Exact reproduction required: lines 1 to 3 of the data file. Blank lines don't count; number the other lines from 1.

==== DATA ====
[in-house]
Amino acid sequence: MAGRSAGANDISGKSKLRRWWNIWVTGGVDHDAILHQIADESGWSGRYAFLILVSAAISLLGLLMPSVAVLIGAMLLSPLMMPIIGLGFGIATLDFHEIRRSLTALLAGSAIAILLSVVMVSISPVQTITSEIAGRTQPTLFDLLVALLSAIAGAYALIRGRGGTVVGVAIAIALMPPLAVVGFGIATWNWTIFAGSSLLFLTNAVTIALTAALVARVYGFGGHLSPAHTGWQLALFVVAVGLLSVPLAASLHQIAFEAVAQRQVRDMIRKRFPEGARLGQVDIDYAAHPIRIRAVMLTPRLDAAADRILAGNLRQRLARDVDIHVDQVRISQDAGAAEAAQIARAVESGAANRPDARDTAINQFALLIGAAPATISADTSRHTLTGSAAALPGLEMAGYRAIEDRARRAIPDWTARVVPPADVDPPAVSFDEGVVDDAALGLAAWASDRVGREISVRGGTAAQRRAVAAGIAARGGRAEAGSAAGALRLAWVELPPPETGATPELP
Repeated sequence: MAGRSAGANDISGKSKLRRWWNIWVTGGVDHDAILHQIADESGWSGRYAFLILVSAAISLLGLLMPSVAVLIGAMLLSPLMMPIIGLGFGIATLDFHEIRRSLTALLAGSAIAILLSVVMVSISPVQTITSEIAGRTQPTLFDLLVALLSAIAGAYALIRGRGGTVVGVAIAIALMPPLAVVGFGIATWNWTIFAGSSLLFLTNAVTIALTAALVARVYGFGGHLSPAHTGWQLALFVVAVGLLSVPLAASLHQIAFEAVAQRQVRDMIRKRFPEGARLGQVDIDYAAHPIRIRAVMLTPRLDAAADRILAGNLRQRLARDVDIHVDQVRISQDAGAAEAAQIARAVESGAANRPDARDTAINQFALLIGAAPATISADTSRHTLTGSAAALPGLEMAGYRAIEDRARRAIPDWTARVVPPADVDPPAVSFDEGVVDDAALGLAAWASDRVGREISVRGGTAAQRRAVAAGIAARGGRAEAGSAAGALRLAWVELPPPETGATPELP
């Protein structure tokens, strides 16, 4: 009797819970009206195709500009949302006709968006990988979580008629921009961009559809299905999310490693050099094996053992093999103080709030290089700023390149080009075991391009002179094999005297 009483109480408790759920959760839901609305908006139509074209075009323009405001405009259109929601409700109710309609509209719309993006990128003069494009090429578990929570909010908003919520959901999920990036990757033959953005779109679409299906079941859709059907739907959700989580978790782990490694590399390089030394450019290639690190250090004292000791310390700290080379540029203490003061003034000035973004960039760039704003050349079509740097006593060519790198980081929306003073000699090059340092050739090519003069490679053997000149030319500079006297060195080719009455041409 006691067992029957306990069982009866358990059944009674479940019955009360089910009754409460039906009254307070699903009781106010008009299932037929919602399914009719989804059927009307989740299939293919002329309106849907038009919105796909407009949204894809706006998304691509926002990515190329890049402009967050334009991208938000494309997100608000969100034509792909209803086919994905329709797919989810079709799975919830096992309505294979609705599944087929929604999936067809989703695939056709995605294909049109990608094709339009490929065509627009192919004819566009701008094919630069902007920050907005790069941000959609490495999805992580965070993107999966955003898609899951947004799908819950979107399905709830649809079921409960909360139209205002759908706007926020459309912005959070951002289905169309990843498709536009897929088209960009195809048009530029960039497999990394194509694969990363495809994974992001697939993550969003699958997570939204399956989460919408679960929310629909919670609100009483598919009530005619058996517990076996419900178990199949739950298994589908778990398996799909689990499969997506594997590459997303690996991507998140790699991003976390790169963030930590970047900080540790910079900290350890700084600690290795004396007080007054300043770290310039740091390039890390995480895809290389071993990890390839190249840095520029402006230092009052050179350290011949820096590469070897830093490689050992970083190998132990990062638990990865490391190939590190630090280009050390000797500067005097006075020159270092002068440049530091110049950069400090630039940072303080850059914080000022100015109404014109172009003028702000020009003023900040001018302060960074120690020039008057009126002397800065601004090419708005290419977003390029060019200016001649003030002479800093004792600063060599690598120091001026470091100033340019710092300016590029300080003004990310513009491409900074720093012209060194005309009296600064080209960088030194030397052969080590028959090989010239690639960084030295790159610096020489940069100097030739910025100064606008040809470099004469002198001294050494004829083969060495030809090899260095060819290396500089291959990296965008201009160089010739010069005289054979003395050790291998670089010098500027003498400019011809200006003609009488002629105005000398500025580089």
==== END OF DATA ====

[in-house]
Amino acid sequence: MAGRSAGANDISGKSKLRRWWNIWVTGGVDHDAILHQIADESGWSGRYAFLILVSAAISLLGLLMPSVAVLIGAMLLSPLMMPIIGLGFGIATLDFHEIRRSLTALLAGSAIAILLSVVMVSISPVQTITSEIAGRTQPTLFDLLVALLSAIAGAYALIRGRGGTVVGVAIAIALMPPLAVVGFGIATWNWTIFAGSSLLFLTNAVTIALTAALVARVYGFGGHLSPAHTGWQLALFVVAVGLLSVPLAASLHQIAFEAVAQRQVRDMIRKRFPEGARLGQVDIDYAAHPIRIRAVMLTPRLDAAADRILAGNLRQRLARDVDIHVDQVRISQDAGAAEAAQIARAVESGAANRPDARDTAINQFALLIGAAPATISADTSRHTLTGSAAALPGLEMAGYRAIEDRARRAIPDWTARVVPPADVDPPAVSFDEGVVDDAALGLAAWASDRVGREISVRGGTAAQRRAVAAGIAARGGRAEAGSAAGALRLAWVELPPPETGATPELP
Repeated sequence: MAGRSAGANDISGKSKLRRWWNIWVTGGVDHDAILHQIADESGWSGRYAFLILVSAAISLLGLLMPSVAVLIGAMLLSPLMMPIIGLGFGIATLDFHEIRRSLTALLAGSAIAILLSVVMVSISPVQTITSEIAGRTQPTLFDLLVALLSAIAGAYALIRGRGGTVVGVAIAIALMPPLAVVGFGIATWNWTIFAGSSLLFLTNAVTIALTAALVARVYGFGGHLSPAHTGWQLALFVVAVGLLSVPLAASLHQIAFEAVAQRQVRDMIRKRFPEGARLGQVDIDYAAHPIRIRAVMLTPRLDAAADRILAGNLRQRLARDVDIHVDQVRISQDAGAAEAAQIARAVESGAANRPDARDTAINQFALLIGAAPATISADTSRHTLTGSAAALPGLEMAGYRAIEDRARRAIPDWTARVVPPADVDPPAVSFDEGVVDDAALGLAAWASDRVGREISVRGGTAAQRRAVAAGIAARGGRAEAGSAAGALRLAWVELPPPETGATPELP